Idle No More came to Langley on Saturday afternoon.
With cooperation from Willowbrook Shopping Centre and Langley RCMP, organizers taped off a section of the mall’s southeast parking lot for what was promoted as a peaceful, respectful event.
Non-natives and natives came together to voice their concerns about the Bill C-45 Omnibus Bill.
INM supporters believe the Conservative government bills beginning with Bill C-45 threaten treaties and the indigenous vision of sovereignty.
“The treaties are the last line of defence to protect water and lands from destruction,” stated Oren Lyons, Faithkeeper Turtle Clan, Onondaga Nation Council of Chiefs.
Reduced protection for streams and rivers, and issues with the federal Indian Act are at the root of much of the INM movement, said Michael Harris, who organized Saturday’s event.
Kwantlen First Nation members were part of the ceremony, welcoming all those in attendance with drums and song.
“I’d like to thank the creators of this event for acknowledging the traditional territories of the Katzie, and the Kwantlen, and the Semiamhoo First Nations, and I’d like to welcome each and every one of you brothers and sisters to our traditional territory that’s shared amongst the three nations, here,” Kwantlen spokesman Chris Thomas told the gathering.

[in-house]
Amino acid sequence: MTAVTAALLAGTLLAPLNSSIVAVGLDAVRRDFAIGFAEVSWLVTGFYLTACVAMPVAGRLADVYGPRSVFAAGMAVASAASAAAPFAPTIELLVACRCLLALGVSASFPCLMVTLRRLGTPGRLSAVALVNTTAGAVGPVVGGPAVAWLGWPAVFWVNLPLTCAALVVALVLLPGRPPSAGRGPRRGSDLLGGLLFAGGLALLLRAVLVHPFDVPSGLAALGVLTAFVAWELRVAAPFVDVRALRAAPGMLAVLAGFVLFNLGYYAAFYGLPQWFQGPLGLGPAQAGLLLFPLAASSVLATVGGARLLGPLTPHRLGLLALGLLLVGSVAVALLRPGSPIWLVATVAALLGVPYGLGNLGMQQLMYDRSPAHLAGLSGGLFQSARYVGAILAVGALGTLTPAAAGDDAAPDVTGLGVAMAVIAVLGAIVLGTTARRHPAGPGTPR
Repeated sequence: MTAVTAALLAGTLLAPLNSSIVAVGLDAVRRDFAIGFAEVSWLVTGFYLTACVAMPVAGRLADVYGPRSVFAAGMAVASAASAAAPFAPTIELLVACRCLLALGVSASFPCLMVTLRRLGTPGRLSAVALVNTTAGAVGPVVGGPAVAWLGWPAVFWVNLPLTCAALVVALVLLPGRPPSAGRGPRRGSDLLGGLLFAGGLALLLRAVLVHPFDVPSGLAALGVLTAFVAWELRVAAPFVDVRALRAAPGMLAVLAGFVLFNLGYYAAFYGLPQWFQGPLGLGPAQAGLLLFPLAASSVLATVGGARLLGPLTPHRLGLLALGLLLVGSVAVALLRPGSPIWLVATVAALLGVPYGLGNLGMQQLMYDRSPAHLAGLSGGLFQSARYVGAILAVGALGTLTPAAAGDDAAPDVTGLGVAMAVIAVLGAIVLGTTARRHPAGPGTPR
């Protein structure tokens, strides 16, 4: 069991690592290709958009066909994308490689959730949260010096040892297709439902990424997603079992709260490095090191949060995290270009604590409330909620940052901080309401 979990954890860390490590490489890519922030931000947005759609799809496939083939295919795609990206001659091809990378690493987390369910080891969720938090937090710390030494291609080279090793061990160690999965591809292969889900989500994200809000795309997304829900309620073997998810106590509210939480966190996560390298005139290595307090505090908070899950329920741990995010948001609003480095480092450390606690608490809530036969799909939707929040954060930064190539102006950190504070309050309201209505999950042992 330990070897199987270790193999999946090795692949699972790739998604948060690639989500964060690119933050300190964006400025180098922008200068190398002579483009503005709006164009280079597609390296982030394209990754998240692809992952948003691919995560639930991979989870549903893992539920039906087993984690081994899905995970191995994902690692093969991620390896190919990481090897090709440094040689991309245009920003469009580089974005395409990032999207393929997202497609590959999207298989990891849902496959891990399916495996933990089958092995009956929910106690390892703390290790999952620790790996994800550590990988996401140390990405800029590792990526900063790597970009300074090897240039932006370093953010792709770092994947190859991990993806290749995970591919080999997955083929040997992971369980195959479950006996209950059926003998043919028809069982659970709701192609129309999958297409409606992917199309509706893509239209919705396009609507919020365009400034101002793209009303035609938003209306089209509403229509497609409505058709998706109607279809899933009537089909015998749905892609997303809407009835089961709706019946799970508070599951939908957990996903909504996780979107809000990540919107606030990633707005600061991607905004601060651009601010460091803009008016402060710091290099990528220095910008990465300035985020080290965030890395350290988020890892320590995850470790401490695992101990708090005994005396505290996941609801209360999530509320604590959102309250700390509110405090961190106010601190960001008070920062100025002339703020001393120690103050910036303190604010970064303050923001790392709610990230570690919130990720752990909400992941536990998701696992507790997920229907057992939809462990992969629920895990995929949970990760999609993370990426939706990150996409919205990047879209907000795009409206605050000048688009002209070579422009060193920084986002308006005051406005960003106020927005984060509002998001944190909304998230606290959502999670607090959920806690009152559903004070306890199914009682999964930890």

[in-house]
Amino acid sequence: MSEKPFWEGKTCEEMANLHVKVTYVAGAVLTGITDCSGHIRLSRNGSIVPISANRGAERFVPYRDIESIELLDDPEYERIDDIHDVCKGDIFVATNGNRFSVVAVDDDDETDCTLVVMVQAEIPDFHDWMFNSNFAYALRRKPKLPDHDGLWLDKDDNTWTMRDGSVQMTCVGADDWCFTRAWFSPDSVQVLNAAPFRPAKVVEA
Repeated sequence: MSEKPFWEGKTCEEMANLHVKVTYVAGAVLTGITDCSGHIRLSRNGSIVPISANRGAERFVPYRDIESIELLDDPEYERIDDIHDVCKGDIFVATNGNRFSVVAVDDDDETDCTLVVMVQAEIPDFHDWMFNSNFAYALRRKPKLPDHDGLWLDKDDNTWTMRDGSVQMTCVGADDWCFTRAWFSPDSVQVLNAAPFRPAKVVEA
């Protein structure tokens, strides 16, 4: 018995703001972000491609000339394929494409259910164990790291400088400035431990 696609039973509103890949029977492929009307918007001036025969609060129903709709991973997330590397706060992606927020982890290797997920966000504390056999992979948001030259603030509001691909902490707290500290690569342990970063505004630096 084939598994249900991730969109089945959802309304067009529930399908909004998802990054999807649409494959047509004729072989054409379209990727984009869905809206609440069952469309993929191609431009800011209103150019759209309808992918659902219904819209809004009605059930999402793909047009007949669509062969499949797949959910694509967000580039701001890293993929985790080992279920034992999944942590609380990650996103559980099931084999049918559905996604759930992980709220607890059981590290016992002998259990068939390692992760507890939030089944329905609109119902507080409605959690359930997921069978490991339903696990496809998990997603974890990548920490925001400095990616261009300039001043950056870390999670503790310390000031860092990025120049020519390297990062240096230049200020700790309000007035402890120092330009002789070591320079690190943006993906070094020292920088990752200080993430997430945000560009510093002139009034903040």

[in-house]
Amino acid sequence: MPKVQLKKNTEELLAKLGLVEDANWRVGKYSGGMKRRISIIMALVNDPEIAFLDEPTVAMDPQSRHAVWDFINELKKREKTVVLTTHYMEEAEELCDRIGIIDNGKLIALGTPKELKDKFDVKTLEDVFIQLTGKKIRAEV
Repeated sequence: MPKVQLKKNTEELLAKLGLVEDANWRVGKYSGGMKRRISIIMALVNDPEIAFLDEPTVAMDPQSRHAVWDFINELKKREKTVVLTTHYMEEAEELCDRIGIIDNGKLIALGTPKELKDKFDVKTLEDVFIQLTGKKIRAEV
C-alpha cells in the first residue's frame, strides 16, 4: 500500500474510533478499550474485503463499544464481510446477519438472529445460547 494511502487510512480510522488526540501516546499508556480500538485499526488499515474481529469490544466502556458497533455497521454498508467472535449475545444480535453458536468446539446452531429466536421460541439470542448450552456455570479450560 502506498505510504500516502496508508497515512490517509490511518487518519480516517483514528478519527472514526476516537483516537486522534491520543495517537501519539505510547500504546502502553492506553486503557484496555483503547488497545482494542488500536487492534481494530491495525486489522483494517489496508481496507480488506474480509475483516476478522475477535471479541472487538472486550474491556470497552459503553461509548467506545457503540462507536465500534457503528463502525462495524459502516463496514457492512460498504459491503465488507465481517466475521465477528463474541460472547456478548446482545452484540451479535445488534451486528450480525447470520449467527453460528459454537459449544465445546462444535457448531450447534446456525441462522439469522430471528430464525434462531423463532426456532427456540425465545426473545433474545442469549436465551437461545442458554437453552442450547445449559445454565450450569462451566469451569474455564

During the ceremony, Thomas told the Langley Advance that it was a “high honour” to have the INM event held in Kwantlen territory.
“The reason why it’s so important is, it connects us back to the phrase ‘all my relations,’ meaning it connects us back to our Mother Earth, the sky nation and the water nation, the four-legged, and the swimmers,” Thomas said. “This is what we’re fighting so hard to protect here, today, as First Nations people.”
Idle No More is growing stronger, Thomas said.
“It’s also world-wide, here, as well,” he added.
Non-natives came out to show their support during the event, a fact that didn’t go unnoticed by Thomas.
“That’s what we’re trying to do – we’re trying to reach out,” he said. “[Bill C-45] is not only affecting our First Nations people, it’s going to affect all Canadians in general, because it has to do with our natural resources and our habitat.”
Education was a key focus for the event, said Harris.